How the Citadel of Rashaya shaped the Lebanese Independence

On November 8, 1943, after the election of President Bechara El Khoury and the appointment of Prime Minister Riad al-Solh, the Chamber of Deputies altered the Lebanese Constitution – abolishing the articles referring to the French Mandate.

The French responded by arresting the President, the Prime Minister, and other cabinet members, and exiling them to an old citadel located in Rashaya.

Located in the West Bekaa area, Rashaya is still considered a traditional Lebanese town with its old paved streets and small shops. It retains a distinguished character of traditional stone houses with red-tiled roofs.

The economy of the town is primarily based on agriculture:  cherries, olives, apricots and grapes.

The Rashaya Citadel or Citadel of Independence is a national monument.

It was built around the 14th century and was refurbished as a palace by the Shihab family in the 18th century. It was used by the French Mandate and is now stationed by the Lebanese Armed Forces.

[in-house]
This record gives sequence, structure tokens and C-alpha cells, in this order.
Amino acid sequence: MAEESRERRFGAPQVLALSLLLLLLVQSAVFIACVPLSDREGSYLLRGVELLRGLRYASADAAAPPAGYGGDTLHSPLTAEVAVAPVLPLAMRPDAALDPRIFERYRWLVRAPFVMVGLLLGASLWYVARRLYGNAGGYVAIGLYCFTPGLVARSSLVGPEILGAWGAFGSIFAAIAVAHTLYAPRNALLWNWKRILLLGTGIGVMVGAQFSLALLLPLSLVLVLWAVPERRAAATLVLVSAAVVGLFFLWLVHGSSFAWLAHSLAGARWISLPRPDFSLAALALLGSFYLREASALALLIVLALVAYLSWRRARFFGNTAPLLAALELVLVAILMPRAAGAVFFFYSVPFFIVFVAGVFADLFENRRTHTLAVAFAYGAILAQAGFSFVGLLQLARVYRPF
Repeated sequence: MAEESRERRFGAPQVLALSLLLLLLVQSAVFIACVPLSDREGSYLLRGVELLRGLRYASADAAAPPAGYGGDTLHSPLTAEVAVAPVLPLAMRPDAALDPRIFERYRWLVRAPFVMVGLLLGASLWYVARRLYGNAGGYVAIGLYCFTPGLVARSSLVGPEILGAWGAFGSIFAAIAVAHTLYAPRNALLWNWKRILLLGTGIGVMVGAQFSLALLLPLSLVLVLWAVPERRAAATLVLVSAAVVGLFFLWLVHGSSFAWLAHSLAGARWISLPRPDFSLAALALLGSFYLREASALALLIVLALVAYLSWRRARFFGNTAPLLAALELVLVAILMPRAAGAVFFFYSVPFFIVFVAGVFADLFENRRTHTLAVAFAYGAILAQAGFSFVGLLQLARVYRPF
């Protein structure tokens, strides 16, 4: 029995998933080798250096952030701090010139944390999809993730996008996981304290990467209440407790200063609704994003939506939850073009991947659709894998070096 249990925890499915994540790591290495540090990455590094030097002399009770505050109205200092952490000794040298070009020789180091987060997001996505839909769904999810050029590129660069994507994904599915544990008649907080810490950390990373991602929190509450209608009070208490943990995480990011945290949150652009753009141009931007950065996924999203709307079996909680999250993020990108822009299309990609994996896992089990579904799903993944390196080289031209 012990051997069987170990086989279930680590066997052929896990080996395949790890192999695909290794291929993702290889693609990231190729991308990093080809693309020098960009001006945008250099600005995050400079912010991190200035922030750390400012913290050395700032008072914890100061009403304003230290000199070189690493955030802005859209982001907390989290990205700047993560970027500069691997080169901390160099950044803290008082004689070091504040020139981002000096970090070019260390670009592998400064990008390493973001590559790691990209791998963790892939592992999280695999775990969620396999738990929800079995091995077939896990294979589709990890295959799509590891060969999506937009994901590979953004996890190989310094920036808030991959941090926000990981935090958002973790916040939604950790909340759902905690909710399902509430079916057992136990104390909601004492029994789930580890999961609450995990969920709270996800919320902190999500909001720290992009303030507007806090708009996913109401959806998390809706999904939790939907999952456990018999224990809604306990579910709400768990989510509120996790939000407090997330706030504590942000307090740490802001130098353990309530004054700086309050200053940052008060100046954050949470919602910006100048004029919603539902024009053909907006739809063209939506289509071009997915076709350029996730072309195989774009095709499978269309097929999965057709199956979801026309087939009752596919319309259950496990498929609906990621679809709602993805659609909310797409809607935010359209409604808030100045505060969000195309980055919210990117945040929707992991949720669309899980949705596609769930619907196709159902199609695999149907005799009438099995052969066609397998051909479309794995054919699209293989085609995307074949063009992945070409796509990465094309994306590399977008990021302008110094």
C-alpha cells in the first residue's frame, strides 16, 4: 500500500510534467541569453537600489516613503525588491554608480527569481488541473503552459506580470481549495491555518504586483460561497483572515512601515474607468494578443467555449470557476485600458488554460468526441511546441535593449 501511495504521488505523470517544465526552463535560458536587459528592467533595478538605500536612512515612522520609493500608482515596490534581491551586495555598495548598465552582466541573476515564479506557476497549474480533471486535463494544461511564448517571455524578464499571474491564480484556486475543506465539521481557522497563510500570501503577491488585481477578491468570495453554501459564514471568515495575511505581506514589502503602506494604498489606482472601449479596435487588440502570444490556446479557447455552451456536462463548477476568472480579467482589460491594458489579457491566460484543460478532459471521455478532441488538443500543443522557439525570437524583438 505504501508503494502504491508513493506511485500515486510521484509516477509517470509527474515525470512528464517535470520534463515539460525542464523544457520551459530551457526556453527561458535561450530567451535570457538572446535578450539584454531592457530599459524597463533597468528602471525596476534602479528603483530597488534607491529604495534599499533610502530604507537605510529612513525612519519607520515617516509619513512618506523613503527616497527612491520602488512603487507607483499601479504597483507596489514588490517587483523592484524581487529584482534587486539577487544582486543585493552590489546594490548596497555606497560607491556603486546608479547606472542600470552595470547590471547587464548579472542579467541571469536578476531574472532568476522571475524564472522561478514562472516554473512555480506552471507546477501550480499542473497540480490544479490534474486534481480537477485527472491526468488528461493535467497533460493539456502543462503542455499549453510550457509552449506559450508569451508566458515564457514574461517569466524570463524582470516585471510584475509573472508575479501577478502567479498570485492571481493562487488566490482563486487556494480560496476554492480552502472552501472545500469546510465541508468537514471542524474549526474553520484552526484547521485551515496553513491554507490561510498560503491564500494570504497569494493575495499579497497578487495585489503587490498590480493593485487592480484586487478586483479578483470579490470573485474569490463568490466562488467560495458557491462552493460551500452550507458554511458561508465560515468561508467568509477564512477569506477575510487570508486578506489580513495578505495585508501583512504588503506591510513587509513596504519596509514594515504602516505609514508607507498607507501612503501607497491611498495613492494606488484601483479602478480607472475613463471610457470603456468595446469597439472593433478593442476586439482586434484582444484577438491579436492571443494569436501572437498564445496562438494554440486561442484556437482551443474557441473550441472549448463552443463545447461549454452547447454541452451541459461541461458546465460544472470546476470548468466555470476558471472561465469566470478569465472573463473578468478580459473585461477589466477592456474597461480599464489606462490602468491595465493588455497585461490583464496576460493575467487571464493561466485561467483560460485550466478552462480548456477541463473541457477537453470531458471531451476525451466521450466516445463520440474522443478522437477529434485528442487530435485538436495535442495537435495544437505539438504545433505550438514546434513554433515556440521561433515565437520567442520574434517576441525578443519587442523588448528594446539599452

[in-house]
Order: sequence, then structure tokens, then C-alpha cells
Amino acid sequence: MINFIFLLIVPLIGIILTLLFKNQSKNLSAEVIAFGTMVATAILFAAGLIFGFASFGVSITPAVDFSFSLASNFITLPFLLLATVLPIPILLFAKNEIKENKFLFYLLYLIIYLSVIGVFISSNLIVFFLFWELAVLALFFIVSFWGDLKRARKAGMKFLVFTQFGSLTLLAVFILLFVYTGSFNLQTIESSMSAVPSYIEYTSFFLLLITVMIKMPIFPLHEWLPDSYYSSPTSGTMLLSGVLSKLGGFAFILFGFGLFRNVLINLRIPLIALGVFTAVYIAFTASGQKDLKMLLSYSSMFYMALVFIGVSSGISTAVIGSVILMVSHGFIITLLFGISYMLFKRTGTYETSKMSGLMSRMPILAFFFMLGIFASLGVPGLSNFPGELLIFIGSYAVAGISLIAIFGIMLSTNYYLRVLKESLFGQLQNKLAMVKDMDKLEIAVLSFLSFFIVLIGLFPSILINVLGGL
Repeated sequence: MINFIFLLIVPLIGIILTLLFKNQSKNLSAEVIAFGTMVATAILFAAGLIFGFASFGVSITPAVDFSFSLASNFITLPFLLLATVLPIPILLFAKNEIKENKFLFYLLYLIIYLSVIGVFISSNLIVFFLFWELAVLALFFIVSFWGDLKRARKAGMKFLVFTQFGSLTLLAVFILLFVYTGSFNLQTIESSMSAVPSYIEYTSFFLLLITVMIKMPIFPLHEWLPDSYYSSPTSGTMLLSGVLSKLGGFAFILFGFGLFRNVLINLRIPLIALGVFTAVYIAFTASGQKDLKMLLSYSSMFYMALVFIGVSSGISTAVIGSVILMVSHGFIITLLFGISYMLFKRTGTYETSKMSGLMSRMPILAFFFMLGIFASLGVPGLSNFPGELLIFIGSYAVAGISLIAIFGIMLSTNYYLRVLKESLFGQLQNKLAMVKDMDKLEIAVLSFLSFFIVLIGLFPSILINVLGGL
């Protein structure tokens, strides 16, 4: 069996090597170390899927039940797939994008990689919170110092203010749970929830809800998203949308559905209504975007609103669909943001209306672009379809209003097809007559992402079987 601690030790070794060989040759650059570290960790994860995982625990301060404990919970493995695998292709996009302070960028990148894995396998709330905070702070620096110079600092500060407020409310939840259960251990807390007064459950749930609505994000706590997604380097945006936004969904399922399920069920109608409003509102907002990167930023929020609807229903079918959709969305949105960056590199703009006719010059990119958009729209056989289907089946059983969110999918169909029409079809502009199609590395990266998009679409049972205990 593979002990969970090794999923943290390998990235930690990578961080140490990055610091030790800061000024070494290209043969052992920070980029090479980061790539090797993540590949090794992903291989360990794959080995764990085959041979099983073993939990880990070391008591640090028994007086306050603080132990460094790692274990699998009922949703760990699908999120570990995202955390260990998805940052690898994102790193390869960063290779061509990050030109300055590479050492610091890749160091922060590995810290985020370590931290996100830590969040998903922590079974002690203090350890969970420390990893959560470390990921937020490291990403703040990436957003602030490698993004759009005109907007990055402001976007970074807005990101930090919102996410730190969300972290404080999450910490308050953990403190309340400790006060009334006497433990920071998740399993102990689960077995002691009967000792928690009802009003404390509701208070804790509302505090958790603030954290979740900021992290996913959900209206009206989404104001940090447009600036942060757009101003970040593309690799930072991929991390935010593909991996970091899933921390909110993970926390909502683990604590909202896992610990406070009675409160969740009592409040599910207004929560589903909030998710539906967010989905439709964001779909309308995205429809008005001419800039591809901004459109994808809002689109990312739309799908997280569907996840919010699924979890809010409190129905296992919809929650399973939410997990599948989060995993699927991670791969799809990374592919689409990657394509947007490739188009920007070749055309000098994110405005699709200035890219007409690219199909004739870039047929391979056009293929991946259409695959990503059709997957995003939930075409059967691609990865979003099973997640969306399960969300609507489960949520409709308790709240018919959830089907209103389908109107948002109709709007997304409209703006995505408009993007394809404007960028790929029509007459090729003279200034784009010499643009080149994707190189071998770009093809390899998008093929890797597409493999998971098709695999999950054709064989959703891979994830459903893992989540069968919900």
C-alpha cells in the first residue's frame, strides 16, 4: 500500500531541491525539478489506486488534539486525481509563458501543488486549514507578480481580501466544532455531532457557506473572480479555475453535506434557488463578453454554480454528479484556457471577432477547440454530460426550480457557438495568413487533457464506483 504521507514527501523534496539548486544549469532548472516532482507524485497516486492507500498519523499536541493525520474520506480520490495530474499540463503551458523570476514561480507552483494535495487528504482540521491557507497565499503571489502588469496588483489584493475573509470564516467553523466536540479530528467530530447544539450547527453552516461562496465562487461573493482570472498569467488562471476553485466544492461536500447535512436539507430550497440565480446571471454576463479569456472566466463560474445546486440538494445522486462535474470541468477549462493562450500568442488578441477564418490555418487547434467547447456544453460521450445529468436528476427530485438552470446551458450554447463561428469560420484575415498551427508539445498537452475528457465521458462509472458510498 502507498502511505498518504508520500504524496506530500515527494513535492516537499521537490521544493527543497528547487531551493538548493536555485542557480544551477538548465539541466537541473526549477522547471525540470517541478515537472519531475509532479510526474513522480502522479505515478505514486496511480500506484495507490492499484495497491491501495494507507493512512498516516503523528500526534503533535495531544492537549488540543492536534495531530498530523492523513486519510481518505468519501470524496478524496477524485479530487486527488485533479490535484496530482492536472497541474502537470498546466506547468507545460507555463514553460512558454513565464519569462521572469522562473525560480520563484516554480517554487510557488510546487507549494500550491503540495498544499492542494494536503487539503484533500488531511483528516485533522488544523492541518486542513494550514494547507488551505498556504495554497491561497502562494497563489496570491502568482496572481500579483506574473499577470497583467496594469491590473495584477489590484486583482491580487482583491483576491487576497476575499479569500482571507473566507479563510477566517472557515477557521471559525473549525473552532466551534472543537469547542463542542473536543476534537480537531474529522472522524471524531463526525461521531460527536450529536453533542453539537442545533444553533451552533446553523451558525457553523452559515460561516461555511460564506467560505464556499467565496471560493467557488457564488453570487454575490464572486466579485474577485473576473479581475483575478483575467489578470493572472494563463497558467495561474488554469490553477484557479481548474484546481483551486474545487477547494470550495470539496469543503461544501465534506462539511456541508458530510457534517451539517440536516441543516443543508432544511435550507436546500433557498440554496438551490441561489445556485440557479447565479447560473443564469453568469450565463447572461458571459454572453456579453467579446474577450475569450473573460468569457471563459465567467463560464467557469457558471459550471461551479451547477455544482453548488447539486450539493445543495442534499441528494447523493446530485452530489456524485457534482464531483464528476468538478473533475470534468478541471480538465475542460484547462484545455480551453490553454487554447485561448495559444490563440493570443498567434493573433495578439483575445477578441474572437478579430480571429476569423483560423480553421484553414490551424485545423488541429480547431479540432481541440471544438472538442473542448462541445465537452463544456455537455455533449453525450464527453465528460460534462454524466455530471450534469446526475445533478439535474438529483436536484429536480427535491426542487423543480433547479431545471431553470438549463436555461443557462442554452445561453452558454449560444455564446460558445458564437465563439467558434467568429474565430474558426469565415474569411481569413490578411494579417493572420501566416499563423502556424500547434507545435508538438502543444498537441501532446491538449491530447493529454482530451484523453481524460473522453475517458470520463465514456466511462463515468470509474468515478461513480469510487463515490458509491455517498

It is open for tourists and locals, under the army’s surveillance.

Located on a hill, the castle was considered a strategic location in wars and battles. Underground passages between the town and the citadel are established in case of sieges, providing food, water and all kinds of equipment.

Due to its remote location, strategic position and strong protection, it was the perfect place for the French Mandate to lock up the “men of the independence”.

The prisoners included Bechara El Khoury (later the first post-independence President of Lebanon), Riad El-Solh (later the Prime Minister), Salim Takla, Camille Chamoun, Adel Osseiran and Abdelhamid Karameh.

The imprisonment lasted for 11 days, leading to national and international pressure for their release and France soon relented.

On November 22, 1943, the prisoners were released.

That day was declared the Lebanese Independence Day.

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